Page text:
Eagles

Carson Wentz helped Eagles in Buffalo by doing something he doesn't like to do

Carson Wentz helped Eagles in Buffalo by doing something he doesn't like to do

ORCHARD PARK, N.Y. — Carson Wentz doesn’t want to run the ball, but he’s pretty good at it sometimes. 

No, Wentz isn’t exactly Mike Vick, but his ability to run played a big role in the Eagles’ 31-13 win over the Bills on Sunday afternoon at New Era Stadium.

Even if he doesn’t like to do it. 

“A lot of those guys are a lot faster than me,” Wentz said. “So I do not want to run, ever. But, when I’m out there, have to make a play, and we were able to do that. I’m not seeking a run or anything, but when it’s there I’m going to do it.”

In the fourth quarter, the Eagles had a 14-play drive, capped with a Jordan Howard touchdown, that took 8:17 off the clock. It was like a boa squeezing the life out of its prey. On that drive, the Eagles converted three times on third downs and two of them came on runs from Wentz. 

On a 3rd-and-5, he scrambled for 13 yards.

And on a 3rd-and-10, he scrambled for 11 yards.

Neither of them were designed quarterback runs. It was just Wentz realizing the situation and taking off. The most impressive one was the pickup on 3rd-and-10.

The Eagles called a receiver screen but when Wentz saw a defender in his throwing lane, he decided to take off. He had the wherewithal to realize there would be blocks out ahead because his teammates were blocking for a screen. That’s impressive awareness. 

“And at that point, I just went into improv mode and made a play,” Wentz said. “The guys had a screen set up for the receiver and I just tried to get in behind as best I could.” 

Wentz finished the day with eight rushes for 35 yards. It’s the third-highest total of his career and the most rushing yards he’s had in a game since before the ACL injury in 2017. Wentz also had an efficient day throwing the ball, completing 17 of 24 passes for 172 yards and a touchdown.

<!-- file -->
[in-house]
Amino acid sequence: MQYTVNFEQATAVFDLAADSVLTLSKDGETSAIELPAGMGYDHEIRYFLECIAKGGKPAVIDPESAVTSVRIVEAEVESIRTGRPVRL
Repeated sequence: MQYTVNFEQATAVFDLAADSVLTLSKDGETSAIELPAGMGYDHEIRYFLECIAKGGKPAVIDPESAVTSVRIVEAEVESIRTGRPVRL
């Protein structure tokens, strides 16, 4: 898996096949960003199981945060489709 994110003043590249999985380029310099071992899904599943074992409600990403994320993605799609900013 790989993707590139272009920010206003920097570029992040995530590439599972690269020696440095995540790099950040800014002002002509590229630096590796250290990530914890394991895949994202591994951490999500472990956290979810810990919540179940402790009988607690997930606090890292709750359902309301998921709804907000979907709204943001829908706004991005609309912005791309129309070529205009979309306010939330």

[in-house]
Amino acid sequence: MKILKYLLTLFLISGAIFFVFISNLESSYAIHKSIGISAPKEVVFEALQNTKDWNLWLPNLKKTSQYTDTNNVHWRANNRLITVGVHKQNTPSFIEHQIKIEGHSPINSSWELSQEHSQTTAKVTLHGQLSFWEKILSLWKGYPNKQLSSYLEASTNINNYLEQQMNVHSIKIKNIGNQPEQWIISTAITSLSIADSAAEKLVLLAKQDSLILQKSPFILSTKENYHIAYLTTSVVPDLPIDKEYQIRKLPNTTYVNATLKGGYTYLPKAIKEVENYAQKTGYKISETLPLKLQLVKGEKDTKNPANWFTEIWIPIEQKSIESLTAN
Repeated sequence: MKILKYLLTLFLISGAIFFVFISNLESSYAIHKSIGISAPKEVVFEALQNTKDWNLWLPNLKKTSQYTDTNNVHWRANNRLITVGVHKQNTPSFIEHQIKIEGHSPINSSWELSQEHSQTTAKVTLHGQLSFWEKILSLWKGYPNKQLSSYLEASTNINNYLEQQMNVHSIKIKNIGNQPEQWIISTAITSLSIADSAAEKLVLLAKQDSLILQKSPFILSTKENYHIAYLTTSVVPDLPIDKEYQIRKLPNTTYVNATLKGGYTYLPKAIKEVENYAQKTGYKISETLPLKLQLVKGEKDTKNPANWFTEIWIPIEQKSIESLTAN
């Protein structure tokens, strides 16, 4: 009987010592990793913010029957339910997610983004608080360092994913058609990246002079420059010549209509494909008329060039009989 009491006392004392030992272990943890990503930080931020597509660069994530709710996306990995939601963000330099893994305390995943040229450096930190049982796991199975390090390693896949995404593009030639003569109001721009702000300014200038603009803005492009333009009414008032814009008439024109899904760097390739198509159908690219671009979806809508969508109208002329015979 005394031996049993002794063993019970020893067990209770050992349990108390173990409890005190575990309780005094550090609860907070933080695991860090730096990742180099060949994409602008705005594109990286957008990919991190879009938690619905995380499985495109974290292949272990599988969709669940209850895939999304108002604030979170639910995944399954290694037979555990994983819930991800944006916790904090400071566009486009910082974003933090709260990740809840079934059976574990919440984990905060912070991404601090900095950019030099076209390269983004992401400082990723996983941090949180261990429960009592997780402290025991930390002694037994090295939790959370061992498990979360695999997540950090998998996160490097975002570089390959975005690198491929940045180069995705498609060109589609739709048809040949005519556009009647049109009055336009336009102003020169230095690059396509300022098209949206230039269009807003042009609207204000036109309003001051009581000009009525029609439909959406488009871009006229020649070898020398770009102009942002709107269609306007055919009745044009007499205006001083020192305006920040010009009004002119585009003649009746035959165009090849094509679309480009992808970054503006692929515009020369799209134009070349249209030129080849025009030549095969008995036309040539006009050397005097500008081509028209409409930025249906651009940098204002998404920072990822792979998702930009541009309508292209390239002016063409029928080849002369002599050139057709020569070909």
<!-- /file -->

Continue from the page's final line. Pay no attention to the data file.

While Wentz looks healthy and strong, every time he takes off running, the entire fanbase holds its breath. And his teammates do the same. 

“Yeah, there was a couple of them,” Lane Johnson said. “He dove and his body got contorted — you’re watching that like ‘Ahhh!’ but he got up just fine so it was good.”

It was better than good. Those two runs in the fourth quarter helped seal the win for the Eagles. Wentz doesn’t want to be a running quarterback — and for the most part, he isn’t — but the Eagles always have that in their back pocket.



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Super Bowl LIV: Brian Dawkins will ‘shed tears of joy’ if Andy Reid wins Super Bowl

Super Bowl LIV: Brian Dawkins will ‘shed tears of joy’ if Andy Reid wins Super Bowl

Brian Dawkins is an emotional guy and he knows he won’t be able to contain those emotions if he gets to watch Andy Reid win the Super Bowl on Sunday. 

Dawkins, who played under Reid for 10 seasons in Philadelphia, was on NBC Sports Philadelphia’s Quick Slants on Wednesday night to promote K9s For Warriors and Reid was a major topic of conversation.  

How happy will you be if Reid wins the Super Bowl? 

“I know I’m going to shed tears of joy if that’s the case,” Dawkins said.